Elections are often good sources of coinages. This is one peculiar to the current British election, which is being used by the Labour Party to emphasise its family-friendly policies on child benefit, child tax credits, and investments in childcare. It’s a linear descendent of Labour stereotypes from the 1997 and 2001 elections — Worcester woman (a married, middle-aged, lower-middle-class woman from a provincial town, seen as a crucial swing voter) and Mondeo man (a 30-something middle-income homeowner, named after his unexciting car, the Ford Mondeo). All these terms are on the same model as American coinages like soccer mom. Another from this election is Do-it-all woman (one in her thirties or forties who juggles commitments at work and at home, probably with both children and elderly relatives to look after, an inversion of the “Have It All” woman of 1980s advertising).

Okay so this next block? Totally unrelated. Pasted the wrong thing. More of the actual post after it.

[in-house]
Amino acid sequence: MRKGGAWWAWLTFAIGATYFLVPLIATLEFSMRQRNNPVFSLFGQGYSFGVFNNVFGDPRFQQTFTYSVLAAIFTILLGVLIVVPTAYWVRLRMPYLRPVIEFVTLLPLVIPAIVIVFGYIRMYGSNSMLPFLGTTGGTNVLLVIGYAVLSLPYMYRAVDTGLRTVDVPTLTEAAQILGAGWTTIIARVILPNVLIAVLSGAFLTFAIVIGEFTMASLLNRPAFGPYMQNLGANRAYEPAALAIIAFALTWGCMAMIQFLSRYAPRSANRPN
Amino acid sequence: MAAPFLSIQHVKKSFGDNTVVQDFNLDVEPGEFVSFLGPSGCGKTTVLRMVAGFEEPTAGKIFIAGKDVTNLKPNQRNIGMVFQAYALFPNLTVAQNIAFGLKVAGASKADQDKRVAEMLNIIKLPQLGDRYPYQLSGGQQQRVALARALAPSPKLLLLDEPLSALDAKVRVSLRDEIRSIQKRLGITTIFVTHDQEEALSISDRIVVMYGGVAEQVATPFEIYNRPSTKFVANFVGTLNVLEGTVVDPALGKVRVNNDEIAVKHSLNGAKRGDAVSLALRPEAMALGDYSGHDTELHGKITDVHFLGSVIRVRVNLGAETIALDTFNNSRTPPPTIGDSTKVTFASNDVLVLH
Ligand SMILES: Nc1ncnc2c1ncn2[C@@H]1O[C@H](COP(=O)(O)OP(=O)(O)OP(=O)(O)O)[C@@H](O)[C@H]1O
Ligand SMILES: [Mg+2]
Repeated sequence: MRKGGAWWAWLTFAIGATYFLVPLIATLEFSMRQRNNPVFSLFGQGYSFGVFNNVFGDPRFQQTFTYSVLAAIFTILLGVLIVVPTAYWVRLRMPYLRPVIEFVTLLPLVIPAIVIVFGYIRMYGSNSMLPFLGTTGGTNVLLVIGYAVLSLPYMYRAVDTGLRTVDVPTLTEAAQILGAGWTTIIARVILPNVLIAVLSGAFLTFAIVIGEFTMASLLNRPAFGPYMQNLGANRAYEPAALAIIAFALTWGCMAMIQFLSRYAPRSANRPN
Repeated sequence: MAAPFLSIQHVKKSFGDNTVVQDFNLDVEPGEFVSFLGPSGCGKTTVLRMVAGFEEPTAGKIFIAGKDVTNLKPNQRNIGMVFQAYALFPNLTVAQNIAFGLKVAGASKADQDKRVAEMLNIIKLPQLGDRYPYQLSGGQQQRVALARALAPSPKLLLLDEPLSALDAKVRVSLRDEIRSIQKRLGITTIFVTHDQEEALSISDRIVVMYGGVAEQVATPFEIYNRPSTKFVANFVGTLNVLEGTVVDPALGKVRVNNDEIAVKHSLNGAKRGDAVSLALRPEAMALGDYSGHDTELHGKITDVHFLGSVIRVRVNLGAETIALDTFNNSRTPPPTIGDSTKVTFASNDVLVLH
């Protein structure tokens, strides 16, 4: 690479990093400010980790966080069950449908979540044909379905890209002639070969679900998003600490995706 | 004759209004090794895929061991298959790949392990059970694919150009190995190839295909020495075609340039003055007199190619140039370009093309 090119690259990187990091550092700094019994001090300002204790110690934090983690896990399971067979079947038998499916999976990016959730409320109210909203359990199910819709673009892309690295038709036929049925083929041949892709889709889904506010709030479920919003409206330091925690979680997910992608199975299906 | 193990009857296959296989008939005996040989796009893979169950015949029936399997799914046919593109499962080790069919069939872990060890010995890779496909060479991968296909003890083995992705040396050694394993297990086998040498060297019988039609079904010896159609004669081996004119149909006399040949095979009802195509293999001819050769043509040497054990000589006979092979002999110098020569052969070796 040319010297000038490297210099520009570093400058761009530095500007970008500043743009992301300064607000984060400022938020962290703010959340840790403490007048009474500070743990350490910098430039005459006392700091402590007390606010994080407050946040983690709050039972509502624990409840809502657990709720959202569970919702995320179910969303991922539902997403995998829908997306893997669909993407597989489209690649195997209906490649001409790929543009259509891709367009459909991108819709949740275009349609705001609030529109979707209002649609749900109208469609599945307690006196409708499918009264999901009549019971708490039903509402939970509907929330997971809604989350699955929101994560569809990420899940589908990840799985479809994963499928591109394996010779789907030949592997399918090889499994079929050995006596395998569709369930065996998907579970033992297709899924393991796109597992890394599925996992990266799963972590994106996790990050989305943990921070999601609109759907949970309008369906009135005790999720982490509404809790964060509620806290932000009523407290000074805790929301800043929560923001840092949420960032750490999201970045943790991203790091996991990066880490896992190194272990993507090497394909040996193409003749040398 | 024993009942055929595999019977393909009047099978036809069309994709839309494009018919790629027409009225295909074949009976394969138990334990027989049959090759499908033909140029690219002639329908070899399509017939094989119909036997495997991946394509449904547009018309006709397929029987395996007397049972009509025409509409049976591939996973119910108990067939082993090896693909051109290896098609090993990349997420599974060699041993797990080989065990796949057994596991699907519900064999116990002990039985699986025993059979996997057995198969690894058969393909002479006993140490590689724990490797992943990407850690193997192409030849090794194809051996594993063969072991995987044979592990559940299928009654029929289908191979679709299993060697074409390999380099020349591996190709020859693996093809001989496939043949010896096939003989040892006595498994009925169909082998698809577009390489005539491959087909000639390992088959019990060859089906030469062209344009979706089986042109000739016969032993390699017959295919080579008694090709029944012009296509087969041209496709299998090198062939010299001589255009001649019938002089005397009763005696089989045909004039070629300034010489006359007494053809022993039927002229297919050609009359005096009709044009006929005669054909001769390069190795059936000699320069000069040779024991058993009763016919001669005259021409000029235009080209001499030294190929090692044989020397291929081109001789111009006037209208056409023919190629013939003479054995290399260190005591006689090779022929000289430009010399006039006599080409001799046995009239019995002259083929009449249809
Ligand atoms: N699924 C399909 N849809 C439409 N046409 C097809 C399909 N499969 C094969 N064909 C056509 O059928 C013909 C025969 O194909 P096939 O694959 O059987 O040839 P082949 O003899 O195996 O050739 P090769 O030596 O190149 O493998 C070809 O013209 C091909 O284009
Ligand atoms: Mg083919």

Ross Kemp has been drafted in by the Labour party to appeal to the one million “school gate mums” who are currently floating voters and who could swing the election result one way or the other.
News and Star, 24 Apr. 2005
Tony Blair and his culture secretary, Tessa Jowell, yesterday tried to woo “school gate mums” by offering their children more sport, healthier lunches, and a purge on junk food adverts on TV. The prime minister also pledged a nurse for every secondary school.
Guardian, 20 Apr. 2005